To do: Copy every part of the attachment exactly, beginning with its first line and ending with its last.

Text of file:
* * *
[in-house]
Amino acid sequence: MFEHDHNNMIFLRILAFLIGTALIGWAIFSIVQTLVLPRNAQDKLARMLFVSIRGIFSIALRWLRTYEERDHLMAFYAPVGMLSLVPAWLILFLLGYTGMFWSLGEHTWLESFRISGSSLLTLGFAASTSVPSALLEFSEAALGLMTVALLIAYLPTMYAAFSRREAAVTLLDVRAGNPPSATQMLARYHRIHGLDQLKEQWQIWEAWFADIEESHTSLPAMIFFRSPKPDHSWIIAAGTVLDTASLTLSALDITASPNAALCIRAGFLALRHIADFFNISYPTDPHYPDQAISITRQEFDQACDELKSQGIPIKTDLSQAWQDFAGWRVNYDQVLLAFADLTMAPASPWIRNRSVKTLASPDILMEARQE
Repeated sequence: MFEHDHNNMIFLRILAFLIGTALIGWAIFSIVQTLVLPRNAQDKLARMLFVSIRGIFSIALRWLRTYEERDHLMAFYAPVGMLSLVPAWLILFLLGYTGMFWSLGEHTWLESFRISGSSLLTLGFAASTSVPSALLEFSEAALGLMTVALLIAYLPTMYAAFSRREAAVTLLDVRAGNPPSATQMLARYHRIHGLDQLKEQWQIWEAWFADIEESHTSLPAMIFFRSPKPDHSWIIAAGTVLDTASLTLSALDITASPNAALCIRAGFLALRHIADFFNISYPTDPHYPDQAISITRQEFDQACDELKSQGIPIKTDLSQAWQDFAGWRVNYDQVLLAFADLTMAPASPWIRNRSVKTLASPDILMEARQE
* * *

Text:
[in-house]
Amino acid sequence: MFEHDHNNMIFLRILAFLIGTALIGWAIFSIVQTLVLPRNAQDKLARMLFVSIRGIFSIALRWLRTYEERDHLMAFYAPVGMLSLVPAWLILFLLGYTGMFWSLGEHTWLESFRISGSSLLTLGFAASTSVPSALLEFSEAALGLMTVALLIAYLPTMYAAFSRREAAVTLLDVRAGNPPSATQMLARYHRIHGLDQLKEQWQIWEAWFADIEESHTSLPAMIFFRSPKPDHSWIIAAGTVLDTASLTLSALDITASPNAALCIRAGFLALRHIADFFNISYPTDPHYPDQAISITRQEFDQACDELKSQGIPIKTDLSQAWQDFAGWRVNYDQVLLAFADLTMAPASPWIRNRSVKTLASPDILMEARQE
Repeated sequence: MFEHDHNNMIFLRILAFLIGTALIGWAIFSIVQTLVLPRNAQDKLARMLFVSIRGIFSIALRWLRTYEERDHLMAFYAPVGMLSLVPAWLILFLLGYTGMFWSLGEHTWLESFRISGSSLLTLGFAASTSVPSALLEFSEAALGLMTVALLIAYLPTMYAAFSRREAAVTLLDVRAGNPPSATQMLARYHRIHGLDQLKEQWQIWEAWFADIEESHTSLPAMIFFRSPKPDHSWIIAAGTVLDTASLTLSALDITASPNAALCIRAGFLALRHIADFFNISYPTDPHYPDQAISITRQEFDQACDELKSQGIPIKTDLSQAWQDFAGWRVNYDQVLLAFADLTMAPASPWIRNRSVKTLASPDILMEARQE